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10 Incredible Pride Month Facts | Every Community Matters!

Through the month of June, the people of in the U.S. — and several other nations observe Pride Month every year to honor those in the LGBTQ+ community and celebrate a significant historic celebration.

To celebrate the 2022 Pride Month holiday this year, we’re sharing the top 10 information concerning Pride Month, from the origins of the celebration to information about the celebrations this year. The article continues after the advertisement

1. What was the reason Pride Month begin? The festival is a celebration of The 1969 Stonewall Uprising.

A banner reads “We are Everywhere” during a Gay Pride march on Fifth Avenue in New York City, USA July 1979.

Based on the Library of Congress, Pride Month is celebrated in June in order to commemorate the year 1969 as the year of the Stonewall Uprising, aka the Stonewall Riots.

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2. The Stonewall Riots were a six-day protest that took place in Manhattan.

The Stonewall Riots started at approximately 2.30 a.m. on the 28th of June, 1969 when police raided the Stonewall Inn, a gay bar located on Christopher Street, in Manhattan’s Greenwich Village. Based on the History of the time, it was not uncommon at the time for police to search bars with no liquor licenses which, incidentally were usually gay bars since New York’s liquor authority was known to refuse the applications for liquor licenses from gay establishments according to NYC data.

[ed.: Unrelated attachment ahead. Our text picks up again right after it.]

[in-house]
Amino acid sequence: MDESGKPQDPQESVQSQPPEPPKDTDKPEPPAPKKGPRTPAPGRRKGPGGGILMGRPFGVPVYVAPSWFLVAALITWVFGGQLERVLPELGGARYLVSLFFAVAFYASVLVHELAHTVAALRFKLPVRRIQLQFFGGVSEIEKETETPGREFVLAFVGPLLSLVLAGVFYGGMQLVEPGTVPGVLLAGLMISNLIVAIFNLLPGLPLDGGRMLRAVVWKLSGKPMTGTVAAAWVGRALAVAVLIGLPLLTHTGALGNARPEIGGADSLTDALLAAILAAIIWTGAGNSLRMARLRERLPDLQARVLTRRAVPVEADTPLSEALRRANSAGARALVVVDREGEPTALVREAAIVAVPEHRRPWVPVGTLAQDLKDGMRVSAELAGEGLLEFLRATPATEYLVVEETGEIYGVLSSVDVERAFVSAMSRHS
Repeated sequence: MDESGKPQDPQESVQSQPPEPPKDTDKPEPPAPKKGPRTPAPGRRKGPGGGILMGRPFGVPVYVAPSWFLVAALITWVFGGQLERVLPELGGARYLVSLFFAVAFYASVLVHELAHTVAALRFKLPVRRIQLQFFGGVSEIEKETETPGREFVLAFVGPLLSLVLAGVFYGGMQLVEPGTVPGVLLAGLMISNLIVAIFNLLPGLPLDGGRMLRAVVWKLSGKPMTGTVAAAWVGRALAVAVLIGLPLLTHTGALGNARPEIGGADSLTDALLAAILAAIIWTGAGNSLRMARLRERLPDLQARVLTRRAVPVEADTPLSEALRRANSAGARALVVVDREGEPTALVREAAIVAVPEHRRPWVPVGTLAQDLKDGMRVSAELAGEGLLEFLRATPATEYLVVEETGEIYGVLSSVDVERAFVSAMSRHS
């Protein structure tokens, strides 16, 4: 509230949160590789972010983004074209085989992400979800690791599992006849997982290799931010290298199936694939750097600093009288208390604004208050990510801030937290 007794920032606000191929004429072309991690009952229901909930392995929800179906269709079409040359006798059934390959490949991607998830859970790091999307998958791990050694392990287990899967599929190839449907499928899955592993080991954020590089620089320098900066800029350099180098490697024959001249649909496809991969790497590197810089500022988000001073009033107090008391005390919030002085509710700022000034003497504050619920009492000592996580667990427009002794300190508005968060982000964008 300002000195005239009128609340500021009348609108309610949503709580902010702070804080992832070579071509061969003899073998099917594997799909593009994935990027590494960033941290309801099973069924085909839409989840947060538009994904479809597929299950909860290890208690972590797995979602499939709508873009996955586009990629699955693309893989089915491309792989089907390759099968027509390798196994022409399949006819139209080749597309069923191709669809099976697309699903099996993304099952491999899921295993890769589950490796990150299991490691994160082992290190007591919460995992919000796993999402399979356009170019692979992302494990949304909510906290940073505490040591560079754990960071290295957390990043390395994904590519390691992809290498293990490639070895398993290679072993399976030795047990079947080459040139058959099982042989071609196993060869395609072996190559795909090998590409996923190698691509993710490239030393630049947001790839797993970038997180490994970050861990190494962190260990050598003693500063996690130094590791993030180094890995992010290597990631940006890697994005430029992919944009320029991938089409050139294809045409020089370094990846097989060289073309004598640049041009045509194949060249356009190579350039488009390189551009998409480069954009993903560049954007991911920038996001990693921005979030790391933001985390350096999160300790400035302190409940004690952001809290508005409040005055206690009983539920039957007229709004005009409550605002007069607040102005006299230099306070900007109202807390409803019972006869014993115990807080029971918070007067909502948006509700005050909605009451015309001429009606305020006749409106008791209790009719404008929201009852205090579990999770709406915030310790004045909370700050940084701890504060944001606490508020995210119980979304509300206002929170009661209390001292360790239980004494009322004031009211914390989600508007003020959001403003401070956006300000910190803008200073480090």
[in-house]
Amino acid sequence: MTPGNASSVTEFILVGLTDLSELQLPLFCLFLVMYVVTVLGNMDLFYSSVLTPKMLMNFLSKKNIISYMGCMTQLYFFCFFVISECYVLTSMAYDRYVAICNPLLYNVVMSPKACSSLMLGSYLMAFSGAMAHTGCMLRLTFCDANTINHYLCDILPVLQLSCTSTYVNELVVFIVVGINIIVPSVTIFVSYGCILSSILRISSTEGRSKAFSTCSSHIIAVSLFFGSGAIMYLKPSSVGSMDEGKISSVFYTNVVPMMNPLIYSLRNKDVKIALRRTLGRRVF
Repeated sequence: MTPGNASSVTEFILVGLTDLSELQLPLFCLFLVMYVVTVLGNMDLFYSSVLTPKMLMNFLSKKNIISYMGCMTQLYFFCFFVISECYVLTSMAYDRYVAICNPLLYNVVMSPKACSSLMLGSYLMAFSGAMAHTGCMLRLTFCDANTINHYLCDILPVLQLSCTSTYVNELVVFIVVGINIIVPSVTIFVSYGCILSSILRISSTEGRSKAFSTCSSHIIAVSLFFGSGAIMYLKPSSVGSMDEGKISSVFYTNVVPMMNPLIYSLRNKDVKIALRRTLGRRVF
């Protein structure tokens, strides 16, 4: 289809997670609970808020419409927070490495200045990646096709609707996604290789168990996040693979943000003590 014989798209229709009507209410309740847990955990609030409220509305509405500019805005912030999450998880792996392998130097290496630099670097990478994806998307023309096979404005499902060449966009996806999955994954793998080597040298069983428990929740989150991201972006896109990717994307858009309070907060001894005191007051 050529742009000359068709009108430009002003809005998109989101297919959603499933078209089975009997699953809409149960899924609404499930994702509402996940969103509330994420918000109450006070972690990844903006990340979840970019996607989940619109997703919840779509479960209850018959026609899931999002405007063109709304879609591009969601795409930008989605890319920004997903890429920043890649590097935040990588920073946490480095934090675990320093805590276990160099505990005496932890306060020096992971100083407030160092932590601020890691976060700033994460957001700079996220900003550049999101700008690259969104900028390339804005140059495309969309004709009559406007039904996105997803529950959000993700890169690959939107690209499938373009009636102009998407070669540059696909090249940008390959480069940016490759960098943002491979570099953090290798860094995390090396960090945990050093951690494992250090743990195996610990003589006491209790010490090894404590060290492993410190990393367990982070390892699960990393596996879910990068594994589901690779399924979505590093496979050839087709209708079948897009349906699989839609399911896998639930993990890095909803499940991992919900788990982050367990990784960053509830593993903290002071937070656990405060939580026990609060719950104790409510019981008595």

When cops began detaining patrons that night, those who had left the bar decided that they couldn’t remain in silence. They began to protest the police’s actions from the bar. The police became violent and the arrests were soon a violent clash between NYC’s police and the LGBTQ and transgender community as described in NYC data.

This led to the beginning of a six-day protest series at The Stonewall Inn and throughout the Village.

3. The Stonewall Uprising helped launch the gay rights movement.

Many people view the Stonewall Riots and their protests as the events that launched the gay rights movement.

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4. In this way, they consider Pride as a demonstration, not a party.

A photo from the archives from an LGBT parade throughout New York City on Christopher Street Gay Liberation Day 1971.

There’s plenty to be celebrated in Pride Month and Pride marches, festivals and celebrations are an excellent way to experience the spirit. It’s also important to keep in mind that Pride was created to honor the Stonewall Riots of the past and those who put their lives at risk in the course of these demonstrations.

5. Marsha P. Johnson is well-known as one of the leaders in the Stonewall Riots.

A transgender advocate Marsha A. Johnson was among the most prominent protesters “on the frontline” in the Stonewall Uprising, according to the New York Historical Society. Although many believe that she was involved in the genesis of the riots but she has claimed that this was not the case even though she is still widely regarded to be one of the key participants in the Stonewall Riots.

Johnson continued to tirelessly help homeless transgender teens and advocate for equality for LGBTQ+ people, and she was arrested more than 100 times in the course of her work.